Water polo is a tough sport. Swimming and treading are important, but these tasks take on a whole new level of difficulty when one must also maneuver the ball around the pool and into the net.

“If you’re not an aggressive person or a strong swimmer, just that physicality of the sport can be tough for people,” Kulesza says. “I think that’s the most difficult aspect, but it’s also a really fine aspect if you get into it and have that mentality.”

The women’s water polo team is always open to new people who would like to try out the sport. Practices are held from 6:30 to 8 p.m. in Tarbell Pool Tuesday through Thursday, and team scrimmages are on Friday at 5:30.

“Anyone who is interested can just show up any day and hop in with us,” says co-captain Margaret “Meg” Robinson ‘18. “All it takes is a swimsuit and little toughness, and we can teach you how to play!”

March Madness Bracket Palooza

Welcome to March, a time of dreary weather, academic struggles, and non-stop basketball. With the start of the NCAA Division I basketball tournament, commonly known as March Madness, on the horizon, many fans have begun to pore over season records and past championships to try and predict the outcomes of each of the 67 games played throughout the tournament.

The NCAA selection committee released the full list of the 68 eligible teams competing in March Madness last Sunday, March 11. Fans have a short window of opportunity, namely until the first game on Thursday, March 15, to create and submit their bracket predictions to any number of online pools, or in simple competition amongst friends.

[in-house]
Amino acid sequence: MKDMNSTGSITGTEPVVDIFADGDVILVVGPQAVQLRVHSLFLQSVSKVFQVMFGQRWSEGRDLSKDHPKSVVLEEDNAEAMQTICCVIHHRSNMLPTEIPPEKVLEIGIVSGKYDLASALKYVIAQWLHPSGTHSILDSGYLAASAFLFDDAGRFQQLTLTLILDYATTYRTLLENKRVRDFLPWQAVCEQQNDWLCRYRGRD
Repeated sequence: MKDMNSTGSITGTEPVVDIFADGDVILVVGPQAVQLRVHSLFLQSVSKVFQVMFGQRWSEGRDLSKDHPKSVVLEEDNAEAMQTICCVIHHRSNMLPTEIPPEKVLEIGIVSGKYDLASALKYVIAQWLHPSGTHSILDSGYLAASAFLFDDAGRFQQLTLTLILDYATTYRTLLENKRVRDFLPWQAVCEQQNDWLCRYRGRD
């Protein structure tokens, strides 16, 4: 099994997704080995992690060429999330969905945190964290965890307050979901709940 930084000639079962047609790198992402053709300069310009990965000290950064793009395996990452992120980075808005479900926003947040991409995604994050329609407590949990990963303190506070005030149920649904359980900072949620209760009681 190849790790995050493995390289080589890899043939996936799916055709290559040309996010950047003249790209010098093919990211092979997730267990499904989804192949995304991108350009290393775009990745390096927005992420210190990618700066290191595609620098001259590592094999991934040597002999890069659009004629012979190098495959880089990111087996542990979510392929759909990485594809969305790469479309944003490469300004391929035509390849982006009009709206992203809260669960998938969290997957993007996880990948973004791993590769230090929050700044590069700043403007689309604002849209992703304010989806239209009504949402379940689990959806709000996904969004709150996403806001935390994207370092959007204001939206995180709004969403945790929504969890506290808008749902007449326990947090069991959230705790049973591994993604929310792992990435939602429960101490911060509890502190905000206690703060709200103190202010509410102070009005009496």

Prediction methods vary hugely amongst fans and may include any combination of statistics, history and personal bias. Some have even been known to choose winners based on superficial characteristics, such as a team’s color or mascot. Others may simply choose to flip a coin or create elaborate and highly entertaining schemes involving their exotic pets. No method is foolproof, however, as no one person has yet to create a perfect bracket in the modern version of the tournament.

Ellie Strauss ‘21 says that she tends to take a pragmatic approach when creating her own bracket predictions. “I don’t have favorite teams, [although] I definitely have favorites between match-ups,” she explains. “If there’s a rivalry, like UNC and Duke, I have my favorite and I’m definitely more biased to pick them. But a lot of me goes into looking at what they did, especially in previous matchups. Duke has played UNC three or four times this season already, so you have to factor that in as well.”